White Christmas

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To listen to this reflection as a podcast, click here.
Throughout the season of Advent – which this year encompasses the four weeks leading up to December 25 – we’re looking at classic Christmas movies and how they might connect us to the miracle of God choosing to become a human being.
Four centuries ago, a Swiss medical student noticed that soldiers fighting far away from home often experienced deep feelings of melancholy.
Since he couldn’t find a word that appropriately described their experience, he coined one of his own: nostalgia
It was a combination of two Greek words: nostos (“homecoming”) and algos (“pain” or “ache”).  Nostalgia is an almost physical ache to go home, or to go back to a happier past, or perhaps to go forward to reclaim something priceless that has somehow been lost.
White Christmas, hands down, is the most nostalgic movie on our list this month.  The audience feels deep nostalgia just by watching a story about characters who are themselves feeling deep nostalgia.
The plot plays second fiddle to the musical score – one Irving Berlin hit after another.  It’s 1954, and Bing Crosby and Danny Kaye are old World War II Army buddies making a living as a song-and-dance team.  Crosby does most of the singing and Kaye does most of the dancing.  They fall in love with the Haynes Sisters – Rosemary Clooney and Vera-Ellen – the former who does most of the singing and the latter who does most of the dancing.  In fact, when the girls sing their famous duet “Sisters,” you’re hearing Clooney’s rich voice carrying both parts.   
The four eventually find themselves in a snow-less Vermont, trying to attract customers to an inn that is owned by their beloved retired commanding general.  Crosby and Kaye secretly invite the members of their old unit, now scattered around the country, to travel to New England on Christmas Eve to pack the house.
What binds the movie together is Berlin’s most famous song.  “White Christmas” originally appeared in the 1942 movie Holiday Inn and was reprised in 1946’s Blue Skies.  It is almost certainly the bestselling song of all time – a mark it holds only unofficially, since musical “charts” didn’t begin documenting the sales of top singles until the 1950s.
Crosby sang the song in public for the first time shortly before Christmas 1941, only weeks after Pearl Harbor.  Throughout the war, wherever he traveled to entertain American troops, “White Christmas” was the soldiers’ number one request.
They were stabbed by nostalgia – a deep longing to return, safe and alive, to homes that would be more secure because of their sacrifices on the front lines.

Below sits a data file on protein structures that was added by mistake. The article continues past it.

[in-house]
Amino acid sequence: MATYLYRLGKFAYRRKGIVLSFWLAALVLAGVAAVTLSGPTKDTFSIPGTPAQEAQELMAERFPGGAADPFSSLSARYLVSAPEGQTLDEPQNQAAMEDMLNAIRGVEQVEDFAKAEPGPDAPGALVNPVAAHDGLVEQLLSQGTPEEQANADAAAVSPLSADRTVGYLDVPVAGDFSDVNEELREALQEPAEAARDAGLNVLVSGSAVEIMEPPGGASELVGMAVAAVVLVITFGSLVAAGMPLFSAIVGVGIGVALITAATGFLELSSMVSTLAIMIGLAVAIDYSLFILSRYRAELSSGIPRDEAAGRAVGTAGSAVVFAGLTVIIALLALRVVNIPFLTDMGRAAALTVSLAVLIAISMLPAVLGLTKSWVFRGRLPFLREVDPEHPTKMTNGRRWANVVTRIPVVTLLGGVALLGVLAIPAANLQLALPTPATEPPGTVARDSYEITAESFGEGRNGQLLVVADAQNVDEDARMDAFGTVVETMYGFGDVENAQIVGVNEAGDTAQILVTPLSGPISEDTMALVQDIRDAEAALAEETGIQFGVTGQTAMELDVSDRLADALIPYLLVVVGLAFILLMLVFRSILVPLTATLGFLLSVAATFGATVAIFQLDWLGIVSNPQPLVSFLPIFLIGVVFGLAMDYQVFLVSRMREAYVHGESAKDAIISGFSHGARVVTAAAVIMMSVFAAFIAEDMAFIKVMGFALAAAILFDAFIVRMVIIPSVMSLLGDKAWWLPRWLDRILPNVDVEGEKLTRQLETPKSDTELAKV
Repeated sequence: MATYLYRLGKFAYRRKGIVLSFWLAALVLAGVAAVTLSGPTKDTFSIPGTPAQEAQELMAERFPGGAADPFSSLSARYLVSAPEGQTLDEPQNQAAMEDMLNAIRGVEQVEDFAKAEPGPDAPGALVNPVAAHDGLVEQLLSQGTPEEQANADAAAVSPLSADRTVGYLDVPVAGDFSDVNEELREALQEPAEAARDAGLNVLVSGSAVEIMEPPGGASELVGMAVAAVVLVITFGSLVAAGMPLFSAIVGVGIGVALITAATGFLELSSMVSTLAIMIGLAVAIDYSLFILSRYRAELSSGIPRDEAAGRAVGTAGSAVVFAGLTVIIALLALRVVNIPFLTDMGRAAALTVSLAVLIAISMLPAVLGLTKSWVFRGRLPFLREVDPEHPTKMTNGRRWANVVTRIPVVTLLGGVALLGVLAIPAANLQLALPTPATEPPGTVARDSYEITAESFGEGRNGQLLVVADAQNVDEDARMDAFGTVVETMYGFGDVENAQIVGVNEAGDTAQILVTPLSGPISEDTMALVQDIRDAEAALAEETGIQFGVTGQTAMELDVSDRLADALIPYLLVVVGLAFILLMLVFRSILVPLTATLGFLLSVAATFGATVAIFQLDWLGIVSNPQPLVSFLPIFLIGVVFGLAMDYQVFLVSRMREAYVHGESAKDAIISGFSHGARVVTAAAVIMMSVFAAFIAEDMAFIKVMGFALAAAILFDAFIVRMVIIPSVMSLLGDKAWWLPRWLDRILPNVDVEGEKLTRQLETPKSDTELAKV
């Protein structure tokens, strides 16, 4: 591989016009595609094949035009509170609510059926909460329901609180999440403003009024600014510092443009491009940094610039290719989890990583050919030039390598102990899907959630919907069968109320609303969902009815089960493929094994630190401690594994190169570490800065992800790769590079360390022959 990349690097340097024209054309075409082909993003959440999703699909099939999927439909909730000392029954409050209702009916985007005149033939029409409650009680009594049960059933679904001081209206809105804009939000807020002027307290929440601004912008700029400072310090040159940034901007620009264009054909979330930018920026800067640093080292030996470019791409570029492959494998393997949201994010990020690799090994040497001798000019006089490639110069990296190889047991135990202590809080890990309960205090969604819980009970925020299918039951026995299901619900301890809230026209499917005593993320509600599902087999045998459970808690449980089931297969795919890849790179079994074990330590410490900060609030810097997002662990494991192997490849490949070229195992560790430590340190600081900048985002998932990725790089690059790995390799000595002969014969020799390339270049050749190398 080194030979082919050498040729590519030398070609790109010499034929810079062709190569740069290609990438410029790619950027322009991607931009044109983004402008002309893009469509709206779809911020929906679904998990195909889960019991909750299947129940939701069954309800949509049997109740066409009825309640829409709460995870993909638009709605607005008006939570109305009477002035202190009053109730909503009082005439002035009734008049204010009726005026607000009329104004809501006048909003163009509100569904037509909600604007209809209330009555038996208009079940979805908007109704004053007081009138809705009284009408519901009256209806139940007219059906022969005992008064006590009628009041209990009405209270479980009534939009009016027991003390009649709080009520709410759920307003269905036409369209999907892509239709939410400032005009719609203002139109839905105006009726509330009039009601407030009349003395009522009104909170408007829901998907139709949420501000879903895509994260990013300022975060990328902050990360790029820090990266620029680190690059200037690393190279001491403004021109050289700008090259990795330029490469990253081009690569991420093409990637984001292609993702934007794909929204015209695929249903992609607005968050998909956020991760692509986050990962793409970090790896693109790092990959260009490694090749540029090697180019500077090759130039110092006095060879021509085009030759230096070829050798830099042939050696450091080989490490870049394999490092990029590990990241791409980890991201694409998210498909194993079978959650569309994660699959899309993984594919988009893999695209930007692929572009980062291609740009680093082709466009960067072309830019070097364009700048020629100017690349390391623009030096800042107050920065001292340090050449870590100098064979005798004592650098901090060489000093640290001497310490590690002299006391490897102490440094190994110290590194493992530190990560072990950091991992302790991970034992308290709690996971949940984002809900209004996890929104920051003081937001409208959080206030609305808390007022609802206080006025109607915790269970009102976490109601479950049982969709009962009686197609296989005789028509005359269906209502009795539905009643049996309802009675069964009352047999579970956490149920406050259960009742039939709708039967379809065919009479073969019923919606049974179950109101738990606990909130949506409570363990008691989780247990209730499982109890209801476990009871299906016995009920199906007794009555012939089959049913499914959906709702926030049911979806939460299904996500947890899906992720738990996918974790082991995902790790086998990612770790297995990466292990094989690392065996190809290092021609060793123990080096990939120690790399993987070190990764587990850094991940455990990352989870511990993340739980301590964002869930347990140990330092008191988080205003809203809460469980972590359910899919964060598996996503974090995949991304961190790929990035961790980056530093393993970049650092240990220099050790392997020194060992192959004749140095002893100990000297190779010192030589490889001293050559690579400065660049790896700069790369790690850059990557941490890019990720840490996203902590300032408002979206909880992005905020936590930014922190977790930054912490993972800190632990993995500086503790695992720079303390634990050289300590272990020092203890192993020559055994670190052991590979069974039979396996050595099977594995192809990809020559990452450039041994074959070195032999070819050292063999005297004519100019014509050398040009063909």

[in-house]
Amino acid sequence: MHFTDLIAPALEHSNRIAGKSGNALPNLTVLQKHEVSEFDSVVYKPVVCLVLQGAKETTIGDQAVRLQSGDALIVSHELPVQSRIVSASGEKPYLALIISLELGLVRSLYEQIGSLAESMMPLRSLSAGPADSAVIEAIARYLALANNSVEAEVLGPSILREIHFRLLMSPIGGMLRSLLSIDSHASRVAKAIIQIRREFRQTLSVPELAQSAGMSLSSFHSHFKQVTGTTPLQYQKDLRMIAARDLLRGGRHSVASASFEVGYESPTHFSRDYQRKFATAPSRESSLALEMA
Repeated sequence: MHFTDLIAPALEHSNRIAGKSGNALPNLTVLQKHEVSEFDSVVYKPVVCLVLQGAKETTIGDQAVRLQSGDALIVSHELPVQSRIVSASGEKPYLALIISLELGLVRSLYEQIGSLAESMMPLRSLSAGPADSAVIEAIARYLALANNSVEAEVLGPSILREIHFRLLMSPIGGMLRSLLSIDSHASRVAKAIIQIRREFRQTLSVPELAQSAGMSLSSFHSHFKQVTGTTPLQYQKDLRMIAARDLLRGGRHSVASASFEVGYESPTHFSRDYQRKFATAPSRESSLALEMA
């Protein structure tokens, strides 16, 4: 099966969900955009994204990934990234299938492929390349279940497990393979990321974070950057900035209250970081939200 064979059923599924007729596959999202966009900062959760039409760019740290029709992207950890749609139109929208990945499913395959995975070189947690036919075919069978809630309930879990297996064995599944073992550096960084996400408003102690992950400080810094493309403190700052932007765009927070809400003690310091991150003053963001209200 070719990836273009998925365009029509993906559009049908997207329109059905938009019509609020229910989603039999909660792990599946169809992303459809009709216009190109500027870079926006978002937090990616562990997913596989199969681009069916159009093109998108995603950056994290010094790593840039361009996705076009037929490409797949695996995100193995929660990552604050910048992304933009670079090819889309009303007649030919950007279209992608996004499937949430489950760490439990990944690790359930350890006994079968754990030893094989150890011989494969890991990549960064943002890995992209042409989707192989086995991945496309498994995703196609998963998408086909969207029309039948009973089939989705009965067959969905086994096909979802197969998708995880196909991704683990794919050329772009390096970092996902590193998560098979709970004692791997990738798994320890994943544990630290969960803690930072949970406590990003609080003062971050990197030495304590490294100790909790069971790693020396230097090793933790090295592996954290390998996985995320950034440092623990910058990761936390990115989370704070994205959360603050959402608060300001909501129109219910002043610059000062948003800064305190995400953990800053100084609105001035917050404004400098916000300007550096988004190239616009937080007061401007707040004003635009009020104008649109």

In the opening scenes of the movie, Crosby sings “White Christmas” amidst falling shells in a war-shattered landscape.  As the movie closes, with snow at last whitening the Vermont landscape, the general, the troops who love him, and the two romantic song-and-dance couples join to sing it again.  It doesn’t get much more nostalgic than that.
Here’s a collection of favorite scenes.  Jump to the end to enjoy the big finale: “White Christmas” – Top 5 Scenes of White Christmas – General – Snow – The Ending – Bing Crosby – YouTube
Christmas was a complicated day for Irving Berlin.
He, a Russian-born Jew, had married Ellin Mackay, the daughter of a wealthy Catholic businessman.  Clarence Mackay did not approve.  He withheld his blessing and refused to speak to them for three years.  That all changed when the Berlins’ infant son Irving Berlin Jr. – not even a month old, and the only son they would ever have during their 62 years of marriage – died on December 25, 1928.  Awash with shared grief, Mackay re-entered their lives. 
For Berlin, “White Christmas” evoked a yearning to somehow redeem and reclaim what was for him the most painful day of the year. 
We yearn for a world in which everything broken can finally be healed or repaired.  Does that mean we should be praying, “Beam me up, Jesus”?  Is the hope of heaven just a means of escape from the disappointment of the present world?
The apostle Paul has a different take: 
“All around us we observe a pregnant creation. The difficult times of pain throughout the world are simply birth pangs. But it’s not only around us; it’s within us. The Spirit of God is arousing us within. We’re also feeling the birth pangs. These sterile and barren bodies of ours are yearning for full deliverance” (Romans 8:22-23, The Message).
Our nostalgia for childhood, for the joys of past Christmases, for former days of health and hope, is, at root, a nostalgia for our true spiritual home – the new creation that God is even now preparing.
It’s a new world that, by God’s grace, we ourselves can help bring about.
And tomorrow will bring us one day closer to its reality.